Guillain-Barré syndrome

Guillain-Barré syndrome (GBS) is a rare nerve disorder that occurs when the body's own defenses (immune system) attack part of the peripheral nervous system.

Symptoms usually start with numbness or tingling in the fingers and toes, followed by muscle weakness in the legs, arms, and other muscles that develops over a period of days to weeks and can progress to complete paralysis. Difficulties in breathing and swallowing can also develop. The cause of this disease is not known, but it often occurs after a viral or bacterial infection.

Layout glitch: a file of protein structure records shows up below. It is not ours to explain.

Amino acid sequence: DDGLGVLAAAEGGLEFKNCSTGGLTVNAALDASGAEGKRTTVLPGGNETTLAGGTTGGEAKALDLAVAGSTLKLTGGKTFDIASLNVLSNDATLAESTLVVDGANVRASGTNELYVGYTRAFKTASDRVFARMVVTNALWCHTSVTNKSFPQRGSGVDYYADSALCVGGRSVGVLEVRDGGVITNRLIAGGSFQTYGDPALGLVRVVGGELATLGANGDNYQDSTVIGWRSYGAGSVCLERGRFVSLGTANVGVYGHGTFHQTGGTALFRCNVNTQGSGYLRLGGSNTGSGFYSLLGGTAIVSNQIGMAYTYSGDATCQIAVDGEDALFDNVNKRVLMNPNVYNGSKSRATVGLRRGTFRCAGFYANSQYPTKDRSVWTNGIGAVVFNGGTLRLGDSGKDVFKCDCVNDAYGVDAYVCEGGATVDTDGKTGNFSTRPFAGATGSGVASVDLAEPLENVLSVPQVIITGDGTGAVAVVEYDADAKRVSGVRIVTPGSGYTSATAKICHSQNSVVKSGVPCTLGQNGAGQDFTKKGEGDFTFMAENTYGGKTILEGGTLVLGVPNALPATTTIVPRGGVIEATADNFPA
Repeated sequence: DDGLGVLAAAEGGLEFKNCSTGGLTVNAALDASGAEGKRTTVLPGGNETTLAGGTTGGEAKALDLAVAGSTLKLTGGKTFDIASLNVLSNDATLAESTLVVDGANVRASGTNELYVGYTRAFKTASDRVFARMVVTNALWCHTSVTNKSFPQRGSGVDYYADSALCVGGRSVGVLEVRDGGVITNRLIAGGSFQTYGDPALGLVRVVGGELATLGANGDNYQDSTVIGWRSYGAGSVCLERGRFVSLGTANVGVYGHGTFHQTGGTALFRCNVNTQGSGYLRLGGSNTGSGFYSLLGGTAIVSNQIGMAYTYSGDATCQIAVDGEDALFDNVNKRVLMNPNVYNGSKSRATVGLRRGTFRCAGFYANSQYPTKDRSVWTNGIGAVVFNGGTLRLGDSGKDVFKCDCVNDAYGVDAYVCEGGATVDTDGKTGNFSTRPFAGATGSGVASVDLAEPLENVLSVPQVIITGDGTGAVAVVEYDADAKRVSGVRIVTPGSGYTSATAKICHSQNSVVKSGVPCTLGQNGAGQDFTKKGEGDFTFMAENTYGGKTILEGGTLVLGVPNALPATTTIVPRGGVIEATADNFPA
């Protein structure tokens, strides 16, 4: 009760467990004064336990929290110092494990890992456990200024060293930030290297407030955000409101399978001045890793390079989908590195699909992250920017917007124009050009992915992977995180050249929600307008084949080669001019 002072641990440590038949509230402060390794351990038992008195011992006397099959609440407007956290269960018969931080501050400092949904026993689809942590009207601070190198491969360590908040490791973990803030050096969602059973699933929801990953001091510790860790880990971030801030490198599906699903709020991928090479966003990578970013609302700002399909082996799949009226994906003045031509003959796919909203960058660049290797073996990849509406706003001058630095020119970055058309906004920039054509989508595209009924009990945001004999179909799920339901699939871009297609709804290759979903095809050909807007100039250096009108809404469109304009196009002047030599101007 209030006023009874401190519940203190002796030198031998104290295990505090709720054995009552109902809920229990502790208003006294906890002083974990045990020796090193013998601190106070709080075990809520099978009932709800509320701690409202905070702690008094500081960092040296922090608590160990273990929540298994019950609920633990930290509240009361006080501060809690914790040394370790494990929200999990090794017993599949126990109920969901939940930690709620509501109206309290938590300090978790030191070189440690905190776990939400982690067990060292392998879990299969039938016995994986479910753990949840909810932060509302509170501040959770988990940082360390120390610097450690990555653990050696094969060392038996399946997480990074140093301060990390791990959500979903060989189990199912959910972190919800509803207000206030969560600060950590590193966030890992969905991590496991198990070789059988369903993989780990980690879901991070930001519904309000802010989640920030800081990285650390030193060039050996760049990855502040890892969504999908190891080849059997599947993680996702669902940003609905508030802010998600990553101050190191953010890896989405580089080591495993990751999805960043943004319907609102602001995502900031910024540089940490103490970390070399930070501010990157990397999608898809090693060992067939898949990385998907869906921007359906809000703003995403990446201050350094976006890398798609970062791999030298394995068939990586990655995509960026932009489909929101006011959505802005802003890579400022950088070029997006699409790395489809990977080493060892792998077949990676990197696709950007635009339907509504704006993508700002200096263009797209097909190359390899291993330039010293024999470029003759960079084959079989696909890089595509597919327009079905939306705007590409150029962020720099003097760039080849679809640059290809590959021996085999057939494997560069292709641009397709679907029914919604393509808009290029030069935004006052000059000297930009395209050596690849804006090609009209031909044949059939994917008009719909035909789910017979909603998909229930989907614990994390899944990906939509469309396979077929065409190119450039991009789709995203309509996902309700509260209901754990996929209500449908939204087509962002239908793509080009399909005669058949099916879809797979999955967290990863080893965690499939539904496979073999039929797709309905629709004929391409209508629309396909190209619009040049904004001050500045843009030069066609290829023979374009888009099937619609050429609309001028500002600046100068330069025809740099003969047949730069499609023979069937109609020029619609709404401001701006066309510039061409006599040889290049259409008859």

Guillain-Barré is treated with immunotherapy, which boosts the body's immune system and its ability to fight disease. Although GBS can be life-threatening, most people recover with few lasting problems.

Last Updated: July 31, 2008

Author: Monica Rhodes

Medical Review: Anne C. Poinier, MD - Internal Medicine & Colin Chalk, MD, CM, FRCPC - Neurology

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